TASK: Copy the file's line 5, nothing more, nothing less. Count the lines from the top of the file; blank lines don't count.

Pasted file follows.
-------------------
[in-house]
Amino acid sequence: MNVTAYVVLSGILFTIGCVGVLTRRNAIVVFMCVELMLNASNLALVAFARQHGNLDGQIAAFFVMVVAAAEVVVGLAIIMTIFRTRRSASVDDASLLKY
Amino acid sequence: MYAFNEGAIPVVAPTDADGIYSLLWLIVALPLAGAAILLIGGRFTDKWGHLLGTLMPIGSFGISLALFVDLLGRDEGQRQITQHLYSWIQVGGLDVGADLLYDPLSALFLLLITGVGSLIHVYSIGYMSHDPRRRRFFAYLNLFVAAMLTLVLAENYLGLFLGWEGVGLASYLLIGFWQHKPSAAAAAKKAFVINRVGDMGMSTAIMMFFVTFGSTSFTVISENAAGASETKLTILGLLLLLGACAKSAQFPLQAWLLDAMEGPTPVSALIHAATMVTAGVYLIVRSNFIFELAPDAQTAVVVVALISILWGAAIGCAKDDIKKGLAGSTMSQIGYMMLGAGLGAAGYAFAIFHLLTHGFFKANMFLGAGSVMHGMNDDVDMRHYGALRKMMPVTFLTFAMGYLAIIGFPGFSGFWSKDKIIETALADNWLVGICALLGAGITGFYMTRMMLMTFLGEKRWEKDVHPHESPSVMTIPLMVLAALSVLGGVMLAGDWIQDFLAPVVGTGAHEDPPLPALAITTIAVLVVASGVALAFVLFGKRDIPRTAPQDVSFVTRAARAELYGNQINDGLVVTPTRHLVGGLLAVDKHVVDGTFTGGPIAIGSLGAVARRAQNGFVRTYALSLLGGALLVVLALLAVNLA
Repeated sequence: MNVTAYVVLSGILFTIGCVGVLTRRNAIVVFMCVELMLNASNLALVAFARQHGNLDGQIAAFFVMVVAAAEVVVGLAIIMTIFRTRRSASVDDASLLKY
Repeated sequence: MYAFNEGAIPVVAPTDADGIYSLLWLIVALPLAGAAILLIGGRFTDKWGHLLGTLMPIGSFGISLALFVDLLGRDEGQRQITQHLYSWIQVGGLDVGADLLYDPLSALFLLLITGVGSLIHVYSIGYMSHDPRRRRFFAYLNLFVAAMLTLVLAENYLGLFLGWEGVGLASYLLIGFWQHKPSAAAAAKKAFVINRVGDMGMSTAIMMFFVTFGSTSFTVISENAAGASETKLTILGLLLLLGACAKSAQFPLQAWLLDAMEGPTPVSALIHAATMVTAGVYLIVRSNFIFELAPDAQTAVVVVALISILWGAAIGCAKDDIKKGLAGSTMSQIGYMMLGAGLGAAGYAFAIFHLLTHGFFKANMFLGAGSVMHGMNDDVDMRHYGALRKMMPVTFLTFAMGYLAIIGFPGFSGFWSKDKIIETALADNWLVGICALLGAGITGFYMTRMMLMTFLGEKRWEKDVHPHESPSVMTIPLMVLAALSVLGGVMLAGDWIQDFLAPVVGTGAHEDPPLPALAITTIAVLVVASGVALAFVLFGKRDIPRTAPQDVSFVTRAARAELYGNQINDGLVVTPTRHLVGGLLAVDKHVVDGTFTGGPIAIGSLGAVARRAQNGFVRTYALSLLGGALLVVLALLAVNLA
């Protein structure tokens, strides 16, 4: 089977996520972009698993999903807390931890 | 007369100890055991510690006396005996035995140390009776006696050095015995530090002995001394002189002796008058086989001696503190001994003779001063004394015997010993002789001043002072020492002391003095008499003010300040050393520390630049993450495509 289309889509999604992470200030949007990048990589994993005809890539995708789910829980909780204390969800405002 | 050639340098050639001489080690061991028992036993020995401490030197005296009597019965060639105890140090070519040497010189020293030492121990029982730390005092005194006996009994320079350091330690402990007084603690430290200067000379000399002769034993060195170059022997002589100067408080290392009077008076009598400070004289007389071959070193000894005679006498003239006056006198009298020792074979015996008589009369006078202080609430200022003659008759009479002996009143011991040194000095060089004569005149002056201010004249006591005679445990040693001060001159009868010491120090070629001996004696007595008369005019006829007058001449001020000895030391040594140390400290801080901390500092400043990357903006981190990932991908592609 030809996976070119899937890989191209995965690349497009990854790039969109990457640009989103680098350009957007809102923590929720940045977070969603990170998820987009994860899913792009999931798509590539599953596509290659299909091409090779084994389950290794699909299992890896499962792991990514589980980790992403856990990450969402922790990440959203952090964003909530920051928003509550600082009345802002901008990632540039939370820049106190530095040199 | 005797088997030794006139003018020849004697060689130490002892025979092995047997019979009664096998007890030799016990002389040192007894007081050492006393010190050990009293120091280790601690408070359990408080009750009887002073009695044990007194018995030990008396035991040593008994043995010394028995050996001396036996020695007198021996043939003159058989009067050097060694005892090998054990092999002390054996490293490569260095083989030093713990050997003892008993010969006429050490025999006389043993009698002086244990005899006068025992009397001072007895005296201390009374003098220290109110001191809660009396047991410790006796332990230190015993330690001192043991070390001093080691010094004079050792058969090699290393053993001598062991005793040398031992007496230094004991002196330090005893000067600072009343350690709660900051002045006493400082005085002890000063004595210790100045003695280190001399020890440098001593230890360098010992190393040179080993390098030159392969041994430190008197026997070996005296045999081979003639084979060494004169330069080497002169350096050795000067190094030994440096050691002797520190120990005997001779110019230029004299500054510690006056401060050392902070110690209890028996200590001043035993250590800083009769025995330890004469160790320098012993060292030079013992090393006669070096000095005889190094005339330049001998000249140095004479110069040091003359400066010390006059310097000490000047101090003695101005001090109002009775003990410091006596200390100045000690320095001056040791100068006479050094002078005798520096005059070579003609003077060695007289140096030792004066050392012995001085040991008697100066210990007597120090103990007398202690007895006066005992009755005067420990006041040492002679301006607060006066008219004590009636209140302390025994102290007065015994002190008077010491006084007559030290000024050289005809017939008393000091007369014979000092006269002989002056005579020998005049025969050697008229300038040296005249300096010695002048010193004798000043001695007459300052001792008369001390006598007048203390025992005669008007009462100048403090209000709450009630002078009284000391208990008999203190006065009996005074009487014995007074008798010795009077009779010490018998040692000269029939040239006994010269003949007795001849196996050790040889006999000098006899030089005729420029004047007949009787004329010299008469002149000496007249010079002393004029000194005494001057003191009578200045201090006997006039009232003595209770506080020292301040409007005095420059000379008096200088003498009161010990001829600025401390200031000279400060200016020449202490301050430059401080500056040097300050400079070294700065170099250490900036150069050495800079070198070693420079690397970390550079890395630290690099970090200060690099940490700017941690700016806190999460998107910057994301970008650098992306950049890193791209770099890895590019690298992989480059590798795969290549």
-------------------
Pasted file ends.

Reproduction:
Repeated sequence: MYAFNEGAIPVVAPTDADGIYSLLWLIVALPLAGAAILLIGGRFTDKWGHLLGTLMPIGSFGISLALFVDLLGRDEGQRQITQHLYSWIQVGGLDVGADLLYDPLSALFLLLITGVGSLIHVYSIGYMSHDPRRRRFFAYLNLFVAAMLTLVLAENYLGLFLGWEGVGLASYLLIGFWQHKPSAAAAAKKAFVINRVGDMGMSTAIMMFFVTFGSTSFTVISENAAGASETKLTILGLLLLLGACAKSAQFPLQAWLLDAMEGPTPVSALIHAATMVTAGVYLIVRSNFIFELAPDAQTAVVVVALISILWGAAIGCAKDDIKKGLAGSTMSQIGYMMLGAGLGAAGYAFAIFHLLTHGFFKANMFLGAGSVMHGMNDDVDMRHYGALRKMMPVTFLTFAMGYLAIIGFPGFSGFWSKDKIIETALADNWLVGICALLGAGITGFYMTRMMLMTFLGEKRWEKDVHPHESPSVMTIPLMVLAALSVLGGVMLAGDWIQDFLAPVVGTGAHEDPPLPALAITTIAVLVVASGVALAFVLFGKRDIPRTAPQDVSFVTRAARAELYGNQINDGLVVTPTRHLVGGLLAVDKHVVDGTFTGGPIAIGSLGAVARRAQNGFVRTYALSLLGGALLVVLALLAVNLA